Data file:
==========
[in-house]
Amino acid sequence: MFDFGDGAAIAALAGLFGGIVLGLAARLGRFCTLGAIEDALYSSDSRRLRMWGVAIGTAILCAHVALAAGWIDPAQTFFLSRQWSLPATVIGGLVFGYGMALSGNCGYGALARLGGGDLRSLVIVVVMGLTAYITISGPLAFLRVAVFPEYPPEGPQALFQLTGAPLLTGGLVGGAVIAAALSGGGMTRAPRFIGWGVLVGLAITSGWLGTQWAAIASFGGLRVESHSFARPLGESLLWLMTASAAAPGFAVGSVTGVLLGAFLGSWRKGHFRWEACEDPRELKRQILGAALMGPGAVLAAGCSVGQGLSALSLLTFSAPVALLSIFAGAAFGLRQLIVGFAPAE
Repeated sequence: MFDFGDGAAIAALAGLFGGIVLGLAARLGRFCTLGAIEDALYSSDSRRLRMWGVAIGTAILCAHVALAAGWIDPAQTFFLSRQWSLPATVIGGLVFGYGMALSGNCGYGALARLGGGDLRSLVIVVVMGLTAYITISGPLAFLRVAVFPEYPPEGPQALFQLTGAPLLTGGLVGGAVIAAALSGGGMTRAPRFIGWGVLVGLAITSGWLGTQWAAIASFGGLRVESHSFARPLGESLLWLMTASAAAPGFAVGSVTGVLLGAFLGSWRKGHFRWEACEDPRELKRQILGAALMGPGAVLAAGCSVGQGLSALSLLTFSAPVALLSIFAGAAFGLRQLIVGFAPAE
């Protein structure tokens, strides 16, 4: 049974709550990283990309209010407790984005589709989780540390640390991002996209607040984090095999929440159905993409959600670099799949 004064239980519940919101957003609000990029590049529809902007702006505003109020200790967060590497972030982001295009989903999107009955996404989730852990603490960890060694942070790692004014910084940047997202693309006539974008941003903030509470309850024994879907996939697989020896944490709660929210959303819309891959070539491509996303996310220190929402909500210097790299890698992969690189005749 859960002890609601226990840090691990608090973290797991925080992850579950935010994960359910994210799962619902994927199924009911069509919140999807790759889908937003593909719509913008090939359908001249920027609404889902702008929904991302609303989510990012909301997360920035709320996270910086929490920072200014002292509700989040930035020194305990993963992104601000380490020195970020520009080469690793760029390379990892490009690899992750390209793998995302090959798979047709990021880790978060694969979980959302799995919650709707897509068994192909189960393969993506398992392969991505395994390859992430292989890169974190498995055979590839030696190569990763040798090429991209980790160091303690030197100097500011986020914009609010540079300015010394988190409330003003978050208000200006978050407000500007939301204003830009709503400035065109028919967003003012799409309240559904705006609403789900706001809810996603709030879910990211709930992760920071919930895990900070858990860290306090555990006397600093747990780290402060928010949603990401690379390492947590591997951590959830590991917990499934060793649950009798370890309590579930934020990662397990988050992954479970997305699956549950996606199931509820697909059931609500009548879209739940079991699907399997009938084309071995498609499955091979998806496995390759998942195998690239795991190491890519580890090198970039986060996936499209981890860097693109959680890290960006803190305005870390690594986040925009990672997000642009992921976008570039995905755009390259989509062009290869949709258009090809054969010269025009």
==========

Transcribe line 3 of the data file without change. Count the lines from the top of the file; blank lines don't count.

Repeated sequence: MFDFGDGAAIAALAGLFGGIVLGLAARLGRFCTLGAIEDALYSSDSRRLRMWGVAIGTAILCAHVALAAGWIDPAQTFFLSRQWSLPATVIGGLVFGYGMALSGNCGYGALARLGGGDLRSLVIVVVMGLTAYITISGPLAFLRVAVFPEYPPEGPQALFQLTGAPLLTGGLVGGAVIAAALSGGGMTRAPRFIGWGVLVGLAITSGWLGTQWAAIASFGGLRVESHSFARPLGESLLWLMTASAAAPGFAVGSVTGVLLGAFLGSWRKGHFRWEACEDPRELKRQILGAALMGPGAVLAAGCSVGQGLSALSLLTFSAPVALLSIFAGAAFGLRQLIVGFAPAE